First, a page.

Anglo American Platinum's plan to shed 14 000 jobs is a clear indication of the state's inability to support economic growth, experts have warned.
“There is no way government has done enough to aid in the sustainable building of the mining sector and big business in general,” Peter Major, lead mining analyst at Cadiz Corporate Solutions told the Mail & Guardian on Wednesday.
On Monday Anglo American Platinum (Amplats) – the world’s biggest platinum producer – announced plans to cut as many as 14 000 permanent jobs through suspending processing plants and mothballing several shafts.
It is estimated the move will save the company up to R3.2-billion, which it claims is critical to its long-term survival.
The company faced a severe backlash to its plans, with mining unions and the ruling ANC calling for government to force the miner to rethink its decision.
Mineral Resources Minister Susan Shabangu also came out strongly against the move and claimed the company’s mineral rights licence would be scrutinised, citing possible breaches.
“We regard this decision as unilateral and to have disrespected the regulator of that industry in the way they have made their own decision,” the minister said.
Shoulder the blame
Major and other economic commentators said Amplats should not shoulder the blame for the move.
“If you’re losing money and you’re a listed company you won’t be operating very much longer,” Major said.
“Unless you want to lose all your shareholders as well as ground in the market, you need to take action – and this is what they are doing. How could [government] possibly be shocked?”
Major said the state has “done little to nothing” to facilitate sustainable operations in the corporate sector.
“At the very best I’d give [government] a two out of 10 for their efforts in the mining sector because, quite frankly, I don’t know how they could do worse,” Major added.
“At best I would give a five out of 10 for the attempts made to spur business growth in all other sectors of the economy.”
'Industries need to be supported'
Major’s views were echoed by economist Adenaan Hardien.
“Government has not made doing business in South Africa easy,” he said.
“If they are so keen on business investment, things need to change and industries need to be supported.”
The announcement by Amplats was made at a challenging economic time for South Africa.
The country’s real gross domestic product slowed to 1.2% on a seasonally adjusted and annualised basis in the third quarter of this year, from a revised 3.4% (3.2%) in the second quarter‚ according to Statistics South Africa (Stats SA) data released in November.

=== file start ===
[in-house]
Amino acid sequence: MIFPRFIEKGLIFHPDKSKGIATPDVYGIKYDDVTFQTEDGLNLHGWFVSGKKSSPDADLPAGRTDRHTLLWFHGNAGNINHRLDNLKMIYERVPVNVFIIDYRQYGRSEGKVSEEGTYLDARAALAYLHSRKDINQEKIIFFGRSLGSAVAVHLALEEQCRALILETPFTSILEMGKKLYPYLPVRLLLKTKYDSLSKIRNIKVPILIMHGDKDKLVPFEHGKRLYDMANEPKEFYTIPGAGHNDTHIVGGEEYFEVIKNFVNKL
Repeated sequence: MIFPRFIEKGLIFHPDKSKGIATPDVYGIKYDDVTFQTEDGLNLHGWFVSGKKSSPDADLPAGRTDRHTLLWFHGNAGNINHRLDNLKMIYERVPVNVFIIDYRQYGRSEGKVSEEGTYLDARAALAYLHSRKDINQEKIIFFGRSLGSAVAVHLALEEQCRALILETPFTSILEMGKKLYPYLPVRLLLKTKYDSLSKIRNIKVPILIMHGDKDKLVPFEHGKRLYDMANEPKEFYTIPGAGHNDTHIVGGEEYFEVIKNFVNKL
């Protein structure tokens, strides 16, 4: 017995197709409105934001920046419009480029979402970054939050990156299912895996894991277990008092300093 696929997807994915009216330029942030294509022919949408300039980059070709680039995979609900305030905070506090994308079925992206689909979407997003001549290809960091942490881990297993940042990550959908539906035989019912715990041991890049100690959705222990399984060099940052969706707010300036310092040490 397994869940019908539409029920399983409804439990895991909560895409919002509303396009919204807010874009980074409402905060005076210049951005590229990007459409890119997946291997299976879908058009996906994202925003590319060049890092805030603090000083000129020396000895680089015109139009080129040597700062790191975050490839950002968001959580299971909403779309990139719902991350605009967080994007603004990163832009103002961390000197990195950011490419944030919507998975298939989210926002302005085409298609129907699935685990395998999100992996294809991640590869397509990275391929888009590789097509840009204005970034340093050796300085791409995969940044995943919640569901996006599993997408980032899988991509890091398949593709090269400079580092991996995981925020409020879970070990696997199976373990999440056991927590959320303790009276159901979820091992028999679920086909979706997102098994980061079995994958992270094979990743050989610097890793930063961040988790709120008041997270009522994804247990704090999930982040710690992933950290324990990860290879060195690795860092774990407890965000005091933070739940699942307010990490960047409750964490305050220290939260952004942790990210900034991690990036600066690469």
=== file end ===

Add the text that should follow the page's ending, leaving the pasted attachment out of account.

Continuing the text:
The official unemployment rate in South Africa also rose to 25.5% from 24.9% of the labour force in the third quarter of 2012, according to Stats SA.
Involvement in SA's development
More recently there has been a move by ANC officials to embolden the business sector to become more involved in the economic development of the country.
“The business sector cannot be bystanders watching the drama,” newly elected deputy president of the ruling party Cyril Ramaphosa said during a TV interview on Tuesday.
“The private sector should begin oiling their machinery to make sure they participate in various [government] projects.”
But Hardien said more needed to be done than providing lip service and encouragement.
“The noises that have been made recently by the governing party are encouraging but we’d still have to see some fundamental changes to economic policy before noticing a difference in trade conditions,” he said.
'SA's investment potential'
Senior trader at Vestact, Sasha Naryshkine said that the recent gains on the JSE was a clear indication of the investment potential South Africa holds.
“Equity markets are not a fair reflection of the country’s economic performance but it is a reflection of the opportunities to make money within a market,” he said.
The JSE All Share Index spiked over 11% in the six months beginning on August 31 2012.
“South Africa is the ideal base for international companies to launch their operations but many are not taking advantage of it due to an unattractive business environment,” he said.
“In essence: There is money to be made here but business needs assurances that their investments won’t be threatened through the actions of government.”
Both the departments of finance and trade and industry did not respond to requests by the M&G for comment on the government's approach to spurring investment in the country..